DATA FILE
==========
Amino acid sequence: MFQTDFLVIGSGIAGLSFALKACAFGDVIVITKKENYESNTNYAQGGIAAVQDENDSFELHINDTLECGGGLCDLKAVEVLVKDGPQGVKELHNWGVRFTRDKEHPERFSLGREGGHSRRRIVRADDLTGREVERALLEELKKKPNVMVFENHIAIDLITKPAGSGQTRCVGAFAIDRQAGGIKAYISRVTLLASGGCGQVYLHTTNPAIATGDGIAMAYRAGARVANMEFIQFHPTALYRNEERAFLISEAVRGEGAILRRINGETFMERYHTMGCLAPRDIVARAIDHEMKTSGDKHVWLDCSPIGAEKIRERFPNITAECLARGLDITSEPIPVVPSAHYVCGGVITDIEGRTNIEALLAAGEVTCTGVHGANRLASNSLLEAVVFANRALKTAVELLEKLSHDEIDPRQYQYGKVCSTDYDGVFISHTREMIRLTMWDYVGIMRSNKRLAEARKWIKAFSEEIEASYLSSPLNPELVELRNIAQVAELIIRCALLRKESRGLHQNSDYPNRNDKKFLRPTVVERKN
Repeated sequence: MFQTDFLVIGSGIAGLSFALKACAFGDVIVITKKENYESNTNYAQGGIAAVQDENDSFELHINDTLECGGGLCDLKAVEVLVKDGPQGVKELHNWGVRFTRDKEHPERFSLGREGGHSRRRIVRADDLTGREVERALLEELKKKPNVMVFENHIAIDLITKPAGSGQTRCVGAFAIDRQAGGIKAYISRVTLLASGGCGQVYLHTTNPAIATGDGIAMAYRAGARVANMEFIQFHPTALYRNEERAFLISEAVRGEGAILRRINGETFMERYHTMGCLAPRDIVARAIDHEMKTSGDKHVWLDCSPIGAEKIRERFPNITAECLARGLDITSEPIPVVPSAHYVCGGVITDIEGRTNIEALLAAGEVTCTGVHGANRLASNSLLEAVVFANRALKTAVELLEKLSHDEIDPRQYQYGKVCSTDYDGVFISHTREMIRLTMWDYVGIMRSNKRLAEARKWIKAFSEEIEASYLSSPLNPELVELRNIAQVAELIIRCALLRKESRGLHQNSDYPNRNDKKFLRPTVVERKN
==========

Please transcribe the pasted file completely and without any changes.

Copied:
Amino acid sequence: MFQTDFLVIGSGIAGLSFALKACAFGDVIVITKKENYESNTNYAQGGIAAVQDENDSFELHINDTLECGGGLCDLKAVEVLVKDGPQGVKELHNWGVRFTRDKEHPERFSLGREGGHSRRRIVRADDLTGREVERALLEELKKKPNVMVFENHIAIDLITKPAGSGQTRCVGAFAIDRQAGGIKAYISRVTLLASGGCGQVYLHTTNPAIATGDGIAMAYRAGARVANMEFIQFHPTALYRNEERAFLISEAVRGEGAILRRINGETFMERYHTMGCLAPRDIVARAIDHEMKTSGDKHVWLDCSPIGAEKIRERFPNITAECLARGLDITSEPIPVVPSAHYVCGGVITDIEGRTNIEALLAAGEVTCTGVHGANRLASNSLLEAVVFANRALKTAVELLEKLSHDEIDPRQYQYGKVCSTDYDGVFISHTREMIRLTMWDYVGIMRSNKRLAEARKWIKAFSEEIEASYLSSPLNPELVELRNIAQVAELIIRCALLRKESRGLHQNSDYPNRNDKKFLRPTVVERKN
Repeated sequence: MFQTDFLVIGSGIAGLSFALKACAFGDVIVITKKENYESNTNYAQGGIAAVQDENDSFELHINDTLECGGGLCDLKAVEVLVKDGPQGVKELHNWGVRFTRDKEHPERFSLGREGGHSRRRIVRADDLTGREVERALLEELKKKPNVMVFENHIAIDLITKPAGSGQTRCVGAFAIDRQAGGIKAYISRVTLLASGGCGQVYLHTTNPAIATGDGIAMAYRAGARVANMEFIQFHPTALYRNEERAFLISEAVRGEGAILRRINGETFMERYHTMGCLAPRDIVARAIDHEMKTSGDKHVWLDCSPIGAEKIRERFPNITAECLARGLDITSEPIPVVPSAHYVCGGVITDIEGRTNIEALLAAGEVTCTGVHGANRLASNSLLEAVVFANRALKTAVELLEKLSHDEIDPRQYQYGKVCSTDYDGVFISHTREMIRLTMWDYVGIMRSNKRLAEARKWIKAFSEEIEASYLSSPLNPELVELRNIAQVAELIIRCALLRKESRGLHQNSDYPNRNDKKFLRPTVVERKN